ID #1032

4. Sparse and Flat - Thin and Thick

The actual size of a virtual disk can be as large as the nominal disk size or it can be as large as the actual used data.
In the first case the virtual disk data is stored in a way like a raw disk image - like it can be created with Linux dd -
would be stored. In fact both formats are the same. In VMware terms this way is called FLAT.
In the second case only changes to the disks are stored in a proprietary way and the files can not be handled by standard tools like Linux dd. In VMware terms this way is called SPARSE.

FLAT virtual disks do not grow when you add data inside the guest. Performance does not degrade over time.
SPARSE virtual disks grow when you add data inside the guest. Performance degrades the longer the disk is in use.

FLAT vmdks are large - but they do not need regular maintenance and monitoring and perform well.
SPARSE vmdks are small - but they do not perform as well and need maintenance to keeep the size small.

FLAT vmdks are quite safe. Data can be extracted with various non-proprietary tools.
SPARSE vmdks are more fragile. Special tools that understand the extra layer must be used to extract data.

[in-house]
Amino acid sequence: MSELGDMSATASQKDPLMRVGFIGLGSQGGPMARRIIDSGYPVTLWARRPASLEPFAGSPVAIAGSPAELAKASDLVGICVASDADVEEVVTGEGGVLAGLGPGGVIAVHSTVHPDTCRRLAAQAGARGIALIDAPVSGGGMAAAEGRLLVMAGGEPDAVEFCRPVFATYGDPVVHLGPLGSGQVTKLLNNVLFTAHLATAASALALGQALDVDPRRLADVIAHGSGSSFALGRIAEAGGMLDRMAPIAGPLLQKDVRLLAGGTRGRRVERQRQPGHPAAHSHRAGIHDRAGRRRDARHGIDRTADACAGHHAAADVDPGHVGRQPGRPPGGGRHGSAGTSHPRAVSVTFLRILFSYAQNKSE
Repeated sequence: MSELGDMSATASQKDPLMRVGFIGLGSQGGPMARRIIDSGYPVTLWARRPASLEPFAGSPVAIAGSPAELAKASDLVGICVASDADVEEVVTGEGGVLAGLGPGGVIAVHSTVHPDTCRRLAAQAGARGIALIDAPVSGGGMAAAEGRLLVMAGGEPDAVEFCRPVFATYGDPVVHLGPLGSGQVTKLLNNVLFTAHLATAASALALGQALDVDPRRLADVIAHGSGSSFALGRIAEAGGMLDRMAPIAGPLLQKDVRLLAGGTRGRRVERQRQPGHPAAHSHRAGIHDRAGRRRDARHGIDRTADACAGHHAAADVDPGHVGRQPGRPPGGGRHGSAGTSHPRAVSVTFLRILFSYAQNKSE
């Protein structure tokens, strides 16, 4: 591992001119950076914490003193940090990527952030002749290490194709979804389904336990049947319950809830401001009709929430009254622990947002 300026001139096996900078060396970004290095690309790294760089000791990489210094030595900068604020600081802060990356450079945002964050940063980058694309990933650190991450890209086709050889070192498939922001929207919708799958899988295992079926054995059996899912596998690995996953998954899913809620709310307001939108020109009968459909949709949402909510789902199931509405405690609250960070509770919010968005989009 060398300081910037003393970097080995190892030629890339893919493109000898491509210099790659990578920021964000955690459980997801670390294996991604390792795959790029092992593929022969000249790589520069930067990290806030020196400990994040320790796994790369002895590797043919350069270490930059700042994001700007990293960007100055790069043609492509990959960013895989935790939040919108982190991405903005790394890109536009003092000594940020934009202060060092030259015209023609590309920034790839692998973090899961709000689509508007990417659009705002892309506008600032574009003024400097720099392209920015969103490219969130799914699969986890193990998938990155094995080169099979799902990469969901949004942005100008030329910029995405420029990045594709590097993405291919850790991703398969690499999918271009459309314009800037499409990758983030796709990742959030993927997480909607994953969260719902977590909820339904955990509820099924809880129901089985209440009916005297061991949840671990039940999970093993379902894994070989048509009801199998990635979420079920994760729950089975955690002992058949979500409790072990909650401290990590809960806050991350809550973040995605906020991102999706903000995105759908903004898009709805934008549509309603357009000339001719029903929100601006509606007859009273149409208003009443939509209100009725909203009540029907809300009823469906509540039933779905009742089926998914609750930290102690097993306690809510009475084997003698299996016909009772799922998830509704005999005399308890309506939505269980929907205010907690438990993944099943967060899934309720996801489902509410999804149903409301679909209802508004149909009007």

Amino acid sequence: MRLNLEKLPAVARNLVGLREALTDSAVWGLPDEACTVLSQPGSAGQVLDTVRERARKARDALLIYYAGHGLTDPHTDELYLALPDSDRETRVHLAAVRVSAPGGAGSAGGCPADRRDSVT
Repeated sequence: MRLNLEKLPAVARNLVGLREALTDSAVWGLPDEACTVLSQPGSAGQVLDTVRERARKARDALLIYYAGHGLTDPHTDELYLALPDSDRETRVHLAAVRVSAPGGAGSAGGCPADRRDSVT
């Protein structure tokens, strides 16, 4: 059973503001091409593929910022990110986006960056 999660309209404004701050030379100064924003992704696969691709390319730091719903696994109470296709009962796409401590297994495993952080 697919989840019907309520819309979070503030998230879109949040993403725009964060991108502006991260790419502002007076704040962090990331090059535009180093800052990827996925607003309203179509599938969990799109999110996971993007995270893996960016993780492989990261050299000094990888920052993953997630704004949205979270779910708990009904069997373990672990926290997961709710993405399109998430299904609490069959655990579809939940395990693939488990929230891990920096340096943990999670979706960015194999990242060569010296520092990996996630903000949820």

Workstation can use FLAT or SPARSE for regular vmdks and it uses SPARSE for snapshots.
ESX always uses FLAT for regular vmdks and SPARSE for snapshots.

When ESX offers to store its FLAT files as thin provisioned this actually uses a feature of the VMFS filesystem.
This is no different vmdk-type. If you copy a thin provisioned vmdk from ESX to a filesystem that does not support
"thin provisioning" it arrives as regular FLAT vmdk - thick provisioned.

So do not mix SPARSE with thin provisioned - that is something really different. Only the effect is similar.


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Comment of Armin:
What are the different vmdk types VMware player (e.g. 4.0.3) supports?

For example I cannot open a thin provisioned flat vmdk file version 8 created on an esxi 5.0 host in vmplayer 4.0.3

A small support matrix would be really nice if you can spare some time.. :)



And yes, I am aware of the existence of vmware converter, but prefer - to be honest - command line tools.
Added at: 2012-05-17 10:07

Comment of Armin:
Small remark to thin provisioning:

This is not only a feature of vmfs, but works using nfs as datastore as well. In my opinion, it uses the 'sparse file' feature of the underlying filesystem.



Iirc 'sparse' means, the sparse feature is handled by reallocating sectors at the vmdk layer whereas 'thin provisioning' uses the sparse feature of the underlying filesystem (if available). Any comments?
Added at: 2012-05-17 10:11